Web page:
KM and your business model.  Dilip Bhatt, takes a close look at the model developed by the European Foundation for Quality Management, and using the "hybrid skills" he has honed since serving as a geophysicist in the 70's and 80's, links knowledge management strategies directly to business policies and strategies. 

Bhatt is currently a Principal Consultant with ICL ltd. located in the U.K.  where he provides strategic KM consultancy to banks, government agencies, as well as to other business organizations.   He's actively assisting in developing ICL's own KM strategy and capacities associated with their cultural changes.   In his prior positions of information and product manager, training manager, business analyst he has been working on the KM front lines since the early 90's. While at Schlumberger Corp, where he was Information Manager from 1994 to 1998, he pioneered the use of the "Net" and was responsible for a sister company, Greco-Prakla's, (an oil exploration company of Schlumerger) group-wide implementation of their Intranet.

The author says, "Arm people with the right information, so they are able to make better judgements, smarter decisions and create environments in which to encourage innovation, in order to be able to provide a high quality service to its customers.  All this, by implication,  means a KM-centric company is a successful company."  In this article he tells you how to align this action with your own business model.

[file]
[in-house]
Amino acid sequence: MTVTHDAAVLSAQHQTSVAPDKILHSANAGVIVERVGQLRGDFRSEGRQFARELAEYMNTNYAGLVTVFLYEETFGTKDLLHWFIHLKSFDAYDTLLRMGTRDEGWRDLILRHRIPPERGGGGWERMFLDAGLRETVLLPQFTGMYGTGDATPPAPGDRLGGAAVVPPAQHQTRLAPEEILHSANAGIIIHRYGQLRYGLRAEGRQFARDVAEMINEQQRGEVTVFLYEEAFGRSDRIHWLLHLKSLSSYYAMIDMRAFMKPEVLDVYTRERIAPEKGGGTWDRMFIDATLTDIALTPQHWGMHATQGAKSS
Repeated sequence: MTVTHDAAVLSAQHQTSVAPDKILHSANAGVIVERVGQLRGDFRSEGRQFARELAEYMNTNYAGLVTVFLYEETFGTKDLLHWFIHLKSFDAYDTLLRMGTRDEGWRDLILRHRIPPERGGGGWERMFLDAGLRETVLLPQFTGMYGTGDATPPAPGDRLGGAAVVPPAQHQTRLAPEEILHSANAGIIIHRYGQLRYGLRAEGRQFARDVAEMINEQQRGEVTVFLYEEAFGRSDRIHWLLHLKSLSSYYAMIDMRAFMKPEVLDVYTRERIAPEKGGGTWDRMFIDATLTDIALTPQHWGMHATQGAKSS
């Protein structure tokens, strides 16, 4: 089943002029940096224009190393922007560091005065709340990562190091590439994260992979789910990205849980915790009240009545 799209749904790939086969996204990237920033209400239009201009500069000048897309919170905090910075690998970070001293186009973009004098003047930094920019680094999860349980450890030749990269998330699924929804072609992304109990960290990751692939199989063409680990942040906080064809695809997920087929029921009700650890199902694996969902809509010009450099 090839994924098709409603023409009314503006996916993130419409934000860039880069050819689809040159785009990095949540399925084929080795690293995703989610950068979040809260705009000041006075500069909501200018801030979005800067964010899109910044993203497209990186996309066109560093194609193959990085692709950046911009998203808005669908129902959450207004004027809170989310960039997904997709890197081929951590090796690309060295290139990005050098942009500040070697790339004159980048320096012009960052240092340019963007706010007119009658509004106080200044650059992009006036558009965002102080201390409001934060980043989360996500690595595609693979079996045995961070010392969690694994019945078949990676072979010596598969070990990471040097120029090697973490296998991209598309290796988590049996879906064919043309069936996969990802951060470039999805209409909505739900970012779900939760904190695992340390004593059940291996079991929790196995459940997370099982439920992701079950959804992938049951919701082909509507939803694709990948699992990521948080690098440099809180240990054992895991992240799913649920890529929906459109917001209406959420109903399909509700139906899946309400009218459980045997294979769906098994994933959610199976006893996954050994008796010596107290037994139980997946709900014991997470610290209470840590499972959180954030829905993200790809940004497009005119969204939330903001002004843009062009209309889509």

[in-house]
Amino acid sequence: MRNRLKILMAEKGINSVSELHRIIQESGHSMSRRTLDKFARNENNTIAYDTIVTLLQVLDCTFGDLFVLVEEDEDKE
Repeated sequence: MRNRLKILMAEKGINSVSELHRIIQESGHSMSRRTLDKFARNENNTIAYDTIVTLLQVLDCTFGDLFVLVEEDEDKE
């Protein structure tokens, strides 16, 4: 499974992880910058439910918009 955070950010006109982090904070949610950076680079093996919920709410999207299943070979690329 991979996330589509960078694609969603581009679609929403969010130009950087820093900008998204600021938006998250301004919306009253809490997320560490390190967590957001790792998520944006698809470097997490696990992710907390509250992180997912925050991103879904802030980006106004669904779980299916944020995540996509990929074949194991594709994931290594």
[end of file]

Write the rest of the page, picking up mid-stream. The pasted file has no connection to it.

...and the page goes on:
Bhatt is someone others describe as being more of a Practitioner than a Consultant, as his clients say he, "practices what he preaches."  He can be reached at dilipbhatt@aol.com 

EFQM
Excellence Model and Knowledge Management Implications

by Dilip Bhatt

Introduction

In spite of all the discussions and publications about Knowledge Management, many business executives are still asking, “What does it mean?”  “How can it work in my organization?” “What benefits will it bring?" and  “What will it cost?" Without a doubt there is an inclination to believe in KM conceptually, but how it works in practice remains in question. 

The author has concluded that KM must be articulated in a given context. KM is unique to any given organization, just like a fingerprint. A solution suitable for one will most certainly not be appropriate to a another, even if the two companies have similar products, services and are the same size.  To help resolve the uncertainty of what KM is about and apply it in a given context, the author shows how to link KM implications to your business model.  The idea is to articulate the issues around business terms and not KM by itself. KM should be seen as a set of concepts that could be tailored to meet business needs.  

Please be aware, KM is not a substitute for a Quality system; it does not replace TQM but helps to achieve the objectives in a smart fashion. It does this by developing a certain mindset in the organization. It develops a different way of thinking, of working solo and as a team member, it helps to run a business dependent on the drivers and objectives. If the company is a product-based organization, then KM implementation is set accordingly; if it’s customer-based, a slight different approach is needed. KM supports and enhances the way the business operates.  It does not replace one's strategy setting, but the strategy itself will be flavored differently if one adopts a KM mindset. In time KM will became simply M, a way of managing the business.